While Stone does not advocate for a moratorium, some of the policies he proposes would create new obstacles for commercial developers. Stone suggests conditioning approval of every new development on the developer's ability to cut down by 30 percent the anticipated traffic that the new building would bring. The developer would have to come back to council within a year to prove that his traffic-reduction plan worked or face a penalty.
"Too often developers promise mitigated, or no impact, from their developments, and then we are left with more clogged streets and dearth of parking after it is built," Stone wrote. "I would require the developer to pay for, and conduct, a study on the various impacts their development will have. After the study is complete, they will have to sign an affidavit swearing to its accuracy."
Others in the "residentialist" camp share Stone's suspicions when it comes to developers. A central plank in Lydia Kou's council campaign is the need to protect residents from the cumulative impacts of commercial development. She wants to expand the annual office cap -- which today only applies to downtown, California Avenue and El Camino Real -- to Stanford Research Park. And in forums and public comments, she has often talked about the negative consequences of growth -- both commercial and residential -- on the quality of life of residents. In the past decade, she wrote in the PAN survey, "rampant building of office space without regard for road capacity or parking has created the problems we're dealing with today."
While proponents of growth maintain that the traffic problems from new developments can be eased through "transportation demand management" plans (which typically rely on a mix of transit subsidies, rideshare services and bike amenities so that commuters don't drive solo to work), Kou isn't convinced that these programs are the solution.
"Part of our traffic and parking problems are the result of the City approving projects based on assumptions that many of the employees would use transit," Kou wrote. "But these claims were simply 'aspirational' -- there was no enforcement mechanism and thus the landlord and occupant put little if any effort into promoting transit."
In another case of meeting in the philosophical middle, Don McDougall -- who has the support of Scharff, Berman and several members of the pro-housing group Palo Alto Forward -- and Keller, who is firmly in the residentialist camp, both favor limiting office growth and, as McDougall wrote in his PAN survey, "actively control(ling) development impacts."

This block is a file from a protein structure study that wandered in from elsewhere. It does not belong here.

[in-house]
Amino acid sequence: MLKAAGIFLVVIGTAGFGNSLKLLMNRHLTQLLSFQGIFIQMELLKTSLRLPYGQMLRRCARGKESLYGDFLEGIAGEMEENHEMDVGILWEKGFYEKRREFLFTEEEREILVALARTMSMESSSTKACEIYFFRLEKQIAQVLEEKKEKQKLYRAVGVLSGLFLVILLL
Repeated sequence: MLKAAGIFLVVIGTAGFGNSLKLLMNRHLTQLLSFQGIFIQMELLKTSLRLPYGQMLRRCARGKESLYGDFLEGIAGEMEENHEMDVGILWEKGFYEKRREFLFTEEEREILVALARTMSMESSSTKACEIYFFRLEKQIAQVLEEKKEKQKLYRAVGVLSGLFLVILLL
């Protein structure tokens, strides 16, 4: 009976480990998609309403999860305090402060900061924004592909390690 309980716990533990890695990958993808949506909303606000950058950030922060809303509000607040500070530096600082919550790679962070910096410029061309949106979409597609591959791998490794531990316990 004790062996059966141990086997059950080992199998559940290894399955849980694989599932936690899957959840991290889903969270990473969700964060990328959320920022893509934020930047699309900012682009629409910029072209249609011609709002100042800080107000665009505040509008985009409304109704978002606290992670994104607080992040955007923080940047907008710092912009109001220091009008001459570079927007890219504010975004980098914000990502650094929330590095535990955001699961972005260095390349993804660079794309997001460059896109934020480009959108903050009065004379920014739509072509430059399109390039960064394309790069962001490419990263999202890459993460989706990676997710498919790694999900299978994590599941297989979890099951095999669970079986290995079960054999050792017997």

Former planning commissioner Keller advocates for linking future growth at Stanford Research Park to "binding targets for reducing traffic on Page Mill Road, Oregon Expressway, and the Charleston-Arastradero Road corridor." In other words, commercial growth would only be allowed at Stanford Research Park if Stanford comes up with a way to reduce traffic on some of the city's most crowded thoroughfares.
"By tying the rate of growth to a requirement to address the impact of growth, landowners can be motivated to work with commercial tenants to minimize project impacts," Keller wrote.
For some candidates, commercial growth is just one of many factors that must be balanced for Palo Alto to remain vibrant while retaining its family-friendly, residential character. Liz Kniss, the only incumbent in the race, cites the city's transportation problems as a top priority (housing, health and safety are others) and says she supports downtown's new Transportation Management Association, a new nonprofit charged with reducing traffic. She voted to institute the office cap and said she would support expanding it, though limiting commercial growth is not a major part of her platform.
For Carl, on the other hand, stopping office growth is a top priority. During a candidate forum earlier this month, he noted that an office worker today can occupy as little as 75 feet of space. To house this worker, however, the city would need to build about 750 square feet of new development. This, Carl wrote in the PAN questionnaire, creates a tremendous opportunity for housing developers while placing a "tremendous burden on our infrastructure of schools, roads, retail, parks, trees water, our unique quality of life, our seniors, and our residents of moderate means." The city, he argued, needs to immediately create a moratorium on all new office construction.
"The moratorium needs to stay in place until the city can determine how much growth our infrastructure can really support," Carl wrote.
The 11th candidate, John Fredrich, aligned with nearly all other candidates in his PAN survey response: He said he supports the office cap and also a moratorium.
The Weekly has created a Storify page for its coverage on the Palo Alto City Council election.